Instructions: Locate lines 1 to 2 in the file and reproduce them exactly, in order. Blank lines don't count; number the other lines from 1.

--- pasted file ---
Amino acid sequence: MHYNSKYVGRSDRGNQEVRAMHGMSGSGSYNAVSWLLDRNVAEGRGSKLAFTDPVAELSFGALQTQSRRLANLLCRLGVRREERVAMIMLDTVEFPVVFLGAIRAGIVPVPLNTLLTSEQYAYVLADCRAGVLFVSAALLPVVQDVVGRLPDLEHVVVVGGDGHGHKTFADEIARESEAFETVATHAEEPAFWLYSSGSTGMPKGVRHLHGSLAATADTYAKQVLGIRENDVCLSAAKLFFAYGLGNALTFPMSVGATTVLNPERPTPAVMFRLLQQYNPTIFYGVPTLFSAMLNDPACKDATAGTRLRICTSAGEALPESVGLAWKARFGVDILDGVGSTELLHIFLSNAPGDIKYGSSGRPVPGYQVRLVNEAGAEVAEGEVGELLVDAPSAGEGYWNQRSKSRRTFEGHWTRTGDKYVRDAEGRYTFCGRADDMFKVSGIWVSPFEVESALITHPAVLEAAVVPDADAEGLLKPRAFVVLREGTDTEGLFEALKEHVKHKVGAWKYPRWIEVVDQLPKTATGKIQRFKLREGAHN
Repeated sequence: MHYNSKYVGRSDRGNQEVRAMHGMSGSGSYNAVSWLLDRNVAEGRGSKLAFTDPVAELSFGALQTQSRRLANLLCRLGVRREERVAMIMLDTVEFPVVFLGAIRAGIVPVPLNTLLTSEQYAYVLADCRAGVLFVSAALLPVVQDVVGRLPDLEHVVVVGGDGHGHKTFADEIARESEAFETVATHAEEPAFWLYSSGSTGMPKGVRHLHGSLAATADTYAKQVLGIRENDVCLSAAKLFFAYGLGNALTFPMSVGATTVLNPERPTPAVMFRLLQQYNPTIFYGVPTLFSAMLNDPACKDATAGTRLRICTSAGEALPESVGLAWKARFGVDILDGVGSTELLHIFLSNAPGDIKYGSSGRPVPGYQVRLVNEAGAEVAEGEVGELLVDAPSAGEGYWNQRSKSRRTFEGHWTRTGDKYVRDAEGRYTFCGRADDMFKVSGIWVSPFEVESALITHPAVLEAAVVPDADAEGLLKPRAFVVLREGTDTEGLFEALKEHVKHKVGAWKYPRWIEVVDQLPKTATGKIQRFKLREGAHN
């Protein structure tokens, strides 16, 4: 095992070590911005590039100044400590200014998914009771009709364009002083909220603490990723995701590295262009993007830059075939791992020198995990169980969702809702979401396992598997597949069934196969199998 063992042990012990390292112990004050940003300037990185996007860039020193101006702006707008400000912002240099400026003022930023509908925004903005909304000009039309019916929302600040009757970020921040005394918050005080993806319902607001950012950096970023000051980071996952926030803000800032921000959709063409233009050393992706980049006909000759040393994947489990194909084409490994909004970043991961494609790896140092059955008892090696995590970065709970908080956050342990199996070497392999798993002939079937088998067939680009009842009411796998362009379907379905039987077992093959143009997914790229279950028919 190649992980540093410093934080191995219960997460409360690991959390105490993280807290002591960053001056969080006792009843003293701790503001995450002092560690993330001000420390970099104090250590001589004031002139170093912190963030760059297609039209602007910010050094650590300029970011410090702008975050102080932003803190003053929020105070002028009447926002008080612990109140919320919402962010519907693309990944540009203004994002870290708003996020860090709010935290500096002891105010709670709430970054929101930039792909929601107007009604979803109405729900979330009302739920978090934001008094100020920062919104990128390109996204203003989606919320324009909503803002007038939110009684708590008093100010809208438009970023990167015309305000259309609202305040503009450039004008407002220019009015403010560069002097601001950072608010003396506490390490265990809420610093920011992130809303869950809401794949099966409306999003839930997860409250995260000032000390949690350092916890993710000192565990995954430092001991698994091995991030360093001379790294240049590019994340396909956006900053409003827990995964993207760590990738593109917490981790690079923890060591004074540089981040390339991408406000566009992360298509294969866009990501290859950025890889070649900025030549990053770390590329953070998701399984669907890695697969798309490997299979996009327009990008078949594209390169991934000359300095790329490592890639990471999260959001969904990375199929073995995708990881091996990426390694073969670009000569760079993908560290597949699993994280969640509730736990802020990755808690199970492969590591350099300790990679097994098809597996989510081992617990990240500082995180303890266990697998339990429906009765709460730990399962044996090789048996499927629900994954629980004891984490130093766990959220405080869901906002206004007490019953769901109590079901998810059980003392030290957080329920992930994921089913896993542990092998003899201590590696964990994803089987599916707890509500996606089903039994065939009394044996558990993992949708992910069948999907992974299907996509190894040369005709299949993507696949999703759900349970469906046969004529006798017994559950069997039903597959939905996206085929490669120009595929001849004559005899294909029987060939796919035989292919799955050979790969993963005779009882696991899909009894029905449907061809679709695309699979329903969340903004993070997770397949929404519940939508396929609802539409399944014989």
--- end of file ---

Amino acid sequence: MHYNSKYVGRSDRGNQEVRAMHGMSGSGSYNAVSWLLDRNVAEGRGSKLAFTDPVAELSFGALQTQSRRLANLLCRLGVRREERVAMIMLDTVEFPVVFLGAIRAGIVPVPLNTLLTSEQYAYVLADCRAGVLFVSAALLPVVQDVVGRLPDLEHVVVVGGDGHGHKTFADEIARESEAFETVATHAEEPAFWLYSSGSTGMPKGVRHLHGSLAATADTYAKQVLGIRENDVCLSAAKLFFAYGLGNALTFPMSVGATTVLNPERPTPAVMFRLLQQYNPTIFYGVPTLFSAMLNDPACKDATAGTRLRICTSAGEALPESVGLAWKARFGVDILDGVGSTELLHIFLSNAPGDIKYGSSGRPVPGYQVRLVNEAGAEVAEGEVGELLVDAPSAGEGYWNQRSKSRRTFEGHWTRTGDKYVRDAEGRYTFCGRADDMFKVSGIWVSPFEVESALITHPAVLEAAVVPDADAEGLLKPRAFVVLREGTDTEGLFEALKEHVKHKVGAWKYPRWIEVVDQLPKTATGKIQRFKLREGAHN
Repeated sequence: MHYNSKYVGRSDRGNQEVRAMHGMSGSGSYNAVSWLLDRNVAEGRGSKLAFTDPVAELSFGALQTQSRRLANLLCRLGVRREERVAMIMLDTVEFPVVFLGAIRAGIVPVPLNTLLTSEQYAYVLADCRAGVLFVSAALLPVVQDVVGRLPDLEHVVVVGGDGHGHKTFADEIARESEAFETVATHAEEPAFWLYSSGSTGMPKGVRHLHGSLAATADTYAKQVLGIRENDVCLSAAKLFFAYGLGNALTFPMSVGATTVLNPERPTPAVMFRLLQQYNPTIFYGVPTLFSAMLNDPACKDATAGTRLRICTSAGEALPESVGLAWKARFGVDILDGVGSTELLHIFLSNAPGDIKYGSSGRPVPGYQVRLVNEAGAEVAEGEVGELLVDAPSAGEGYWNQRSKSRRTFEGHWTRTGDKYVRDAEGRYTFCGRADDMFKVSGIWVSPFEVESALITHPAVLEAAVVPDADAEGLLKPRAFVVLREGTDTEGLFEALKEHVKHKVGAWKYPRWIEVVDQLPKTATGKIQRFKLREGAHN